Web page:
The theme of the Funders’ Network 2020 Annual Conference in San Diego is “Bridging the Divide.” This is a perfect platform for funders to intentionally learn with each other about the inherent connectivity between urban, suburban and rural communities in their service geographies. With few exceptions, all rural communities are connected to some place that they think of as the big town or the small city. A recent Washington Post story quoted a 2018 article in the Journal of Applied Economic Perspectives and Policy indicating that 60 percent of people who consider themselves rural actually live in a statistically defined urban area.]  That’s many more people than the 60 million that we normally use as a base number to represent the rural population of the country. Once again, while funders may not consider themselves rural-serving, funders are touching the lives of many who consider themselves rural.

The opportunities for funders to develop their rural skills and interests are increasing at a rapid pace. In addition to TFN’s Intermountain West Funder Network, many national groups like the Neighborhood Funders Group and Grantmakers in Aging have specific rural initiatives to support their member’s interests. State grantmakers groups in states like Colorado, Minnesota and Texas are addressing rural issues. Check with your state and national affiliations for participation opportunities. Importantly, connect with the local or regional representatives for your local federal agencies like the USDA, Office of Rural Health Policy, Rural HUD and your regional EPA and Federal Reserve. All have new or enhanced rural platforms that provide partnership opportunities and learning for funders and your communities.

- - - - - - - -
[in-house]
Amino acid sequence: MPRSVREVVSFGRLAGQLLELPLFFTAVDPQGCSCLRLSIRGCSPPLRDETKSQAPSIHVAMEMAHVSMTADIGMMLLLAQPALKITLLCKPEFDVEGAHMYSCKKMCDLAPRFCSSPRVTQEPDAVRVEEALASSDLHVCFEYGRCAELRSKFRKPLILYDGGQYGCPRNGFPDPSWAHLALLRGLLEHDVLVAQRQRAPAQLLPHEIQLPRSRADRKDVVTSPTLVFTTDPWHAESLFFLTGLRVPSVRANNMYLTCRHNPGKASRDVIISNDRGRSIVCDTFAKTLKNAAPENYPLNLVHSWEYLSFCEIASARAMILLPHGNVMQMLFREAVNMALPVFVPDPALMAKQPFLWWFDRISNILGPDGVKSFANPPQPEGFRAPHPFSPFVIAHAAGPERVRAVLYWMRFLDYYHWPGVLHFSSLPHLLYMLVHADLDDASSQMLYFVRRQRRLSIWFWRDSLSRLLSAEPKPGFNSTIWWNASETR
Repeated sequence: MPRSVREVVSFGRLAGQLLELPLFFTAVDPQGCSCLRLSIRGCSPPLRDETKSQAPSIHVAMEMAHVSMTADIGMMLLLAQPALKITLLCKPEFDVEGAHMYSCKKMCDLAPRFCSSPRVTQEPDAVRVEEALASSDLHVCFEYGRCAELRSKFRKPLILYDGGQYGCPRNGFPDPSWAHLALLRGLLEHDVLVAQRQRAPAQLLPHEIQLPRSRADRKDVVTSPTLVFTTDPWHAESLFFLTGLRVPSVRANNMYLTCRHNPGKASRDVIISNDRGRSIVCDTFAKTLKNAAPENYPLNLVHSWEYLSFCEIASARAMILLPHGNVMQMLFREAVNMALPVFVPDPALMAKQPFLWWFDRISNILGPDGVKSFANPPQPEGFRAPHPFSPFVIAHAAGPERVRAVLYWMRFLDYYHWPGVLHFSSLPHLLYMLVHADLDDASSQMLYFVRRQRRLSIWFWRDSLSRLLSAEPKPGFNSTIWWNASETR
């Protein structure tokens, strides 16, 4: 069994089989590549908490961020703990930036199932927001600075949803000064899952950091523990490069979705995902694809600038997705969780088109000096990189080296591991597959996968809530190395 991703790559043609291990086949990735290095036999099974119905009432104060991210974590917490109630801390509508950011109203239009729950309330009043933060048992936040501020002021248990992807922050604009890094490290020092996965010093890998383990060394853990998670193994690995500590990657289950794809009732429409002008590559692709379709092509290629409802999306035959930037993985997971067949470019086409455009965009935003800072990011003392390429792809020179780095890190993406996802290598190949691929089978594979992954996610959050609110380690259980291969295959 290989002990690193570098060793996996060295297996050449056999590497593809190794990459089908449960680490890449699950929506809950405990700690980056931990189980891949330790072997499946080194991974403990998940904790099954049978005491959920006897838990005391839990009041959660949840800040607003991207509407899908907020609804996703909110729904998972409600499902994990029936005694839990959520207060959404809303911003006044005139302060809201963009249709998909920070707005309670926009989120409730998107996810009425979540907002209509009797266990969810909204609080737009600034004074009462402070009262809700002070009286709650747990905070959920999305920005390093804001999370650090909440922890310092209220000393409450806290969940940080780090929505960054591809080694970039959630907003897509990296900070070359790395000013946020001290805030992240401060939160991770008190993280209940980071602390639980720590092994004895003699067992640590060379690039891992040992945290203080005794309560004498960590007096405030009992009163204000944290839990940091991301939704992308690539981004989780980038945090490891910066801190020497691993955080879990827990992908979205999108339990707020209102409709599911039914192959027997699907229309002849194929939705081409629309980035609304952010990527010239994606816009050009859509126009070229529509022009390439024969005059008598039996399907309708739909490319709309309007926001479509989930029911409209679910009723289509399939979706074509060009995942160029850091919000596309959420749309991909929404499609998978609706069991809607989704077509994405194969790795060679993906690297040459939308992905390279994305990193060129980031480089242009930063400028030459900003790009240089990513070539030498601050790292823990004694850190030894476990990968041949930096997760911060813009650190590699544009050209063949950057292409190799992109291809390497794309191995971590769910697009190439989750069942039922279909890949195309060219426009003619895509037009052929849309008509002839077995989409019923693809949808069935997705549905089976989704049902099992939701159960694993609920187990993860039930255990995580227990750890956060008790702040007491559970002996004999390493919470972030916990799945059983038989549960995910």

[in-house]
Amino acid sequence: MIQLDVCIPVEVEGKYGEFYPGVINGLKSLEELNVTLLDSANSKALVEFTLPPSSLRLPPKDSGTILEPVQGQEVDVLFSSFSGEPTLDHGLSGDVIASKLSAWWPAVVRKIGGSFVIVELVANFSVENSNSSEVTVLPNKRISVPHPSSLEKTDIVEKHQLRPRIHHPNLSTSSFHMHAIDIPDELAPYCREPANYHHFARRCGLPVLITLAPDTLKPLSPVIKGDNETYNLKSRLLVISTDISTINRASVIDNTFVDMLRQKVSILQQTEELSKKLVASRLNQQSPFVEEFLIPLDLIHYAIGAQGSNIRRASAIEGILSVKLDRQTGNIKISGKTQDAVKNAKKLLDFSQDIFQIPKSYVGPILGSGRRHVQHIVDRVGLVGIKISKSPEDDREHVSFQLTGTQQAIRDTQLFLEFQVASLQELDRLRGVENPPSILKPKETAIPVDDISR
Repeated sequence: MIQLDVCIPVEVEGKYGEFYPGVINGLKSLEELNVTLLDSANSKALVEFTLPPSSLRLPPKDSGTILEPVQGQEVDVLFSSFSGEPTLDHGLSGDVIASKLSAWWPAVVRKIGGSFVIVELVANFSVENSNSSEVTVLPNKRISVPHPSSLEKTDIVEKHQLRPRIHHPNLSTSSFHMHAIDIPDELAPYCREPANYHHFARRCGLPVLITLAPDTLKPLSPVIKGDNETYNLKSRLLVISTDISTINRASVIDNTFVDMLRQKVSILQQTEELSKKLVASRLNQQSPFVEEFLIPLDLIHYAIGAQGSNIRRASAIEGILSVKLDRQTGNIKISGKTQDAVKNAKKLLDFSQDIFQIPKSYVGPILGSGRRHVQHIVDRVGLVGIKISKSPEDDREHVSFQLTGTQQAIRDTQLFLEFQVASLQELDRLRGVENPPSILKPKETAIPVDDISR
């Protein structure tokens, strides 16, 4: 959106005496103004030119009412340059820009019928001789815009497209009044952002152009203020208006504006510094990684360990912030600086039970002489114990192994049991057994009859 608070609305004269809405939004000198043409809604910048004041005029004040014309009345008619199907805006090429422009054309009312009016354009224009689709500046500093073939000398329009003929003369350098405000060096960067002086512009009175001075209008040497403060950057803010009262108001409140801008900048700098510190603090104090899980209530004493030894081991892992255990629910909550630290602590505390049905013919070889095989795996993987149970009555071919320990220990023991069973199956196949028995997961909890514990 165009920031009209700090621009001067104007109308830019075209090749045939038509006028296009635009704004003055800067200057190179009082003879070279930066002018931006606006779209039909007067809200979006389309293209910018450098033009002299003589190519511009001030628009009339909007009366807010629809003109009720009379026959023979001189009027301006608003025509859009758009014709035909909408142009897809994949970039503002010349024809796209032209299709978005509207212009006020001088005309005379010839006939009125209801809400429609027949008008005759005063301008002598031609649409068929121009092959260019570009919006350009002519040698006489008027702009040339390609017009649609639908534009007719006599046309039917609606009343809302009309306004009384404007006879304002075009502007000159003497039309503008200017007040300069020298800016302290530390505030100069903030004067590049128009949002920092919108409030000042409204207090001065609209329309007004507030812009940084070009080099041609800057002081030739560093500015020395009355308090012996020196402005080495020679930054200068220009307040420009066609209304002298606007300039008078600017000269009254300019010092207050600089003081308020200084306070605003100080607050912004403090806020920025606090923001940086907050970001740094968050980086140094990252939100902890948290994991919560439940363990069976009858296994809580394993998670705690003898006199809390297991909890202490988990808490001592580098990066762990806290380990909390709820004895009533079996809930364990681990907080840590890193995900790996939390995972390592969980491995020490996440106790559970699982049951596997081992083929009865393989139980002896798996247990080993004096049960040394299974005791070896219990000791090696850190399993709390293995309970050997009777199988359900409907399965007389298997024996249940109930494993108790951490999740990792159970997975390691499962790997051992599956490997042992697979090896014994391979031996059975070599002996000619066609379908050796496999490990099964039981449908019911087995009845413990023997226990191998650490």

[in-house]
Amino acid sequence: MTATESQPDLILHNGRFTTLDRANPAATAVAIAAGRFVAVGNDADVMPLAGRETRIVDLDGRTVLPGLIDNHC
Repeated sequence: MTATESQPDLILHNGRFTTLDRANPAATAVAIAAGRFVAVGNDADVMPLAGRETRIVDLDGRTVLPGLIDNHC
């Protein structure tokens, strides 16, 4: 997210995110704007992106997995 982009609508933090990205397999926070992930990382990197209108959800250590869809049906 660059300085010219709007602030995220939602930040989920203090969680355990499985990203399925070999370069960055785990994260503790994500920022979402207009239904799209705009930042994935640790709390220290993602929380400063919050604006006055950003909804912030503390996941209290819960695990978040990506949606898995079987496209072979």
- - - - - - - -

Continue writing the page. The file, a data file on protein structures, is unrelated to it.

If you have been in the rural philanthropic space for years, we thank you! For those who are just starting, there are plenty of people who want to support you. Learn from those who have gone before.

About the Author

Allen Smart, Project Director for Rural Philanthropic Analysis, Campbell University

Allen is a national spokesperson and advocate for improving rural philanthropic practice under his group – PhilanthropywoRx. In addition, he recently completed a role as the Project Director for a national rural philanthropic project partially supported by the Robert Wood Johnson Foundation and based at Campbell University in Buies Creek, North Carolina. He regularly consults with regional and national foundations on rural and philanthropic strategy.

As part of his personal and professional interest in philanthropy, Allen regularly writes for sites such as The Daily Yonder, Inside Philanthropy, Grantcraft and Exponent Philanthropy, as well as presenting to national and regional organizations like Grantmakers in Health, Southeastern Council of Foundations, National Rural Assembly and the federal Office of Rural Health Policy. He is a member of the National Advisory Committee for the Rural Resource Hub at The University of North Dakota; the Culture of Health Prize Selection Committee for Robert Wood Johnson Foundation, Board of Directors for Healthy Communities by Design and the Board of the North Carolina Healthcare Association Foundation.